Just before we arrived at the apartment Jonah asked for Thomas? which is a rare request, but one not unexpected, seeing as how Thomas and all his friends are pieces of train.

What does one train say?  Jonah asks his dad.  Choo Choo!  Andy answers.
What do two trains say?  He asks again.  Choo Choo!  Choo Choo!  Andy says.

Jonah’s loves this.  Two trains say choo choo twice.  That’s right, Boo.

A few days ago someone on twitter asked me if I would participate in a survey-study of parents of kids with autism.  The survey questioned:  When your autistic child graduates high school, what are your expectations for his or her future?

Jonah is (nearly) twelve, and two trains says choo choo, choo choo.  Does that answer your question?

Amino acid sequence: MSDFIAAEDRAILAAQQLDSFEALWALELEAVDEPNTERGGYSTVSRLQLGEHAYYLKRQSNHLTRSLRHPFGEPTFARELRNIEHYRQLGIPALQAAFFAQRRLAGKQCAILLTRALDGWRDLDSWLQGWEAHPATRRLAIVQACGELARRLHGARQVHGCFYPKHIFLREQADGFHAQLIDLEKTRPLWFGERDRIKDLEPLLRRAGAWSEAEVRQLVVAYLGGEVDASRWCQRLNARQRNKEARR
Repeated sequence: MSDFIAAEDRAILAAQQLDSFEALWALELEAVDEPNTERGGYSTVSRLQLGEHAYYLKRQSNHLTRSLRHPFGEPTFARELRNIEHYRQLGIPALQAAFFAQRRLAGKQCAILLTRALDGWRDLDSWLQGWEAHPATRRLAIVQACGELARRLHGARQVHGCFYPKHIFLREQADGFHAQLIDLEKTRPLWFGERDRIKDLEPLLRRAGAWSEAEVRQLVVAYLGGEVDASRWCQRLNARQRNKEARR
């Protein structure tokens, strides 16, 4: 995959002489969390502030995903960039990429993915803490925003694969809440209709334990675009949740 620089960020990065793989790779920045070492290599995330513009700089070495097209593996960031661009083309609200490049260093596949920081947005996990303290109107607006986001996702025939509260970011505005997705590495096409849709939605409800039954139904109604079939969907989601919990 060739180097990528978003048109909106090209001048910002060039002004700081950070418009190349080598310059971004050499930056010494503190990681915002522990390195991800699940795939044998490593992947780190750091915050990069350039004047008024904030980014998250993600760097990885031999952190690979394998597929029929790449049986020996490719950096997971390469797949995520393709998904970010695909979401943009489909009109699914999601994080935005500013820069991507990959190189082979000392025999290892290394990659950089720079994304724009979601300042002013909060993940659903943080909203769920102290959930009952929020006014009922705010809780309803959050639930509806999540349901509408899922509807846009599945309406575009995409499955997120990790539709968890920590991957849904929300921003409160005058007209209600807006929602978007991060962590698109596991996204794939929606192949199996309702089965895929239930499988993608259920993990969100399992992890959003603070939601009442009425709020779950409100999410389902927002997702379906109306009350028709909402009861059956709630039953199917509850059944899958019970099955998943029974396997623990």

They are working with him in school now using an iPad.  It’s only been a few days but it’ll be interesting to hear how he’s doing on it.  I wouldn’t be surprised if he can read a little, even with just his right eye.

The autism spotlight always seems to shine on high-functioning kids (or kids with Aspergers), almost as though there were no other manifestation of autism….or as if any other kind were something unpleasant to think of – and eventually, maybe, something to be identified in the womb, so women can choose not to carry a baby like Boo to term – just as 50% or more of women carrying a child with Down’s Syndrome choose to terminate today. (I got that percentage from a few different articles, none of which said the figure was less than 50%).

These are just things I’ve been thinking about lately.  Me and my happy musings.  I can’t and won’t judge.

Zoom back to the apartment, at Jonah’s delight upon greeting Thomas – at distributing the items in my mother’s cooler to the cabinets and fridge, very neatly – at sitting at the table to eat and asking for what he wants, at throwing away his garbage when he’s all done.